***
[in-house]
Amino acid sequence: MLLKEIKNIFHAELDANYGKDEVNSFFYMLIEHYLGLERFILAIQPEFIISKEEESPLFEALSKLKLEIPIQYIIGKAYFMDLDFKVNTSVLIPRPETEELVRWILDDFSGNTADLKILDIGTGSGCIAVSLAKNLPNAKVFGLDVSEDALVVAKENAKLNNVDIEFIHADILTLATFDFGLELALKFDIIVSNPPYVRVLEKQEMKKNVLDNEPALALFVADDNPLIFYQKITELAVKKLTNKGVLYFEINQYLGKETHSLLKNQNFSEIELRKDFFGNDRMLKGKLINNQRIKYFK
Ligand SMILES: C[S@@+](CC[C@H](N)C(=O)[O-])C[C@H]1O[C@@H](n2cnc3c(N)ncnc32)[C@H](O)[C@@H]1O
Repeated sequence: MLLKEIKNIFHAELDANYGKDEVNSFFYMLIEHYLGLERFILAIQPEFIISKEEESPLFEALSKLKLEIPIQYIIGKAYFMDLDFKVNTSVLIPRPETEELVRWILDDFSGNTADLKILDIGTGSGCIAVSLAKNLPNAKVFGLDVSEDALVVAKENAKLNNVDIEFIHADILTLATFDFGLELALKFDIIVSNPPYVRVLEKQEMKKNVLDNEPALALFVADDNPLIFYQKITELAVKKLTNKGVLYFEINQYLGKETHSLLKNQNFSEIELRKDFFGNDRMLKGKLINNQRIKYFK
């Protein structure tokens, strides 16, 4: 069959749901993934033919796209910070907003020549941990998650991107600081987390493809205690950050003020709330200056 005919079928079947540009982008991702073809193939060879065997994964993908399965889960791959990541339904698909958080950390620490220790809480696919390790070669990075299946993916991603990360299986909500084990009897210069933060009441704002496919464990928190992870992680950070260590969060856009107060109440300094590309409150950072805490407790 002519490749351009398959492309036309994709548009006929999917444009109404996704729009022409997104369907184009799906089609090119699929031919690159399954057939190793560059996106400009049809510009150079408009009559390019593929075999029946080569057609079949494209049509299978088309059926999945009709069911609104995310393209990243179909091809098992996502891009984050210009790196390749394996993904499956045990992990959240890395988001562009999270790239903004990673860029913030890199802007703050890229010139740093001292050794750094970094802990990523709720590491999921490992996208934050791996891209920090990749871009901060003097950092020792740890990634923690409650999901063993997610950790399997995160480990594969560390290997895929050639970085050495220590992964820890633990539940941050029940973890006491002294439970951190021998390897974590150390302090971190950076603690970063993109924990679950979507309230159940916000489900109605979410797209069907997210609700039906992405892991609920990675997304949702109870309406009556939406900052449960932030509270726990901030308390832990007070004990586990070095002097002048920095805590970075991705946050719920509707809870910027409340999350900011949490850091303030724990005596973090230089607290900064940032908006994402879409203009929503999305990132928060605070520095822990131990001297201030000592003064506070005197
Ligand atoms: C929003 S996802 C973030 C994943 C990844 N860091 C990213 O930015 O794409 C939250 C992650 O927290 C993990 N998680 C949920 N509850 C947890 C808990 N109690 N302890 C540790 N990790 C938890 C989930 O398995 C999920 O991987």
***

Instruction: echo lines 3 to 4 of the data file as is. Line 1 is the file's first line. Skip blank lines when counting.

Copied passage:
Ligand SMILES: C[S@@+](CC[C@H](N)C(=O)[O-])C[C@H]1O[C@@H](n2cnc3c(N)ncnc32)[C@H](O)[C@@H]1O
Repeated sequence: MLLKEIKNIFHAELDANYGKDEVNSFFYMLIEHYLGLERFILAIQPEFIISKEEESPLFEALSKLKLEIPIQYIIGKAYFMDLDFKVNTSVLIPRPETEELVRWILDDFSGNTADLKILDIGTGSGCIAVSLAKNLPNAKVFGLDVSEDALVVAKENAKLNNVDIEFIHADILTLATFDFGLELALKFDIIVSNPPYVRVLEKQEMKKNVLDNEPALALFVADDNPLIFYQKITELAVKKLTNKGVLYFEINQYLGKETHSLLKNQNFSEIELRKDFFGNDRMLKGKLINNQRIKYFK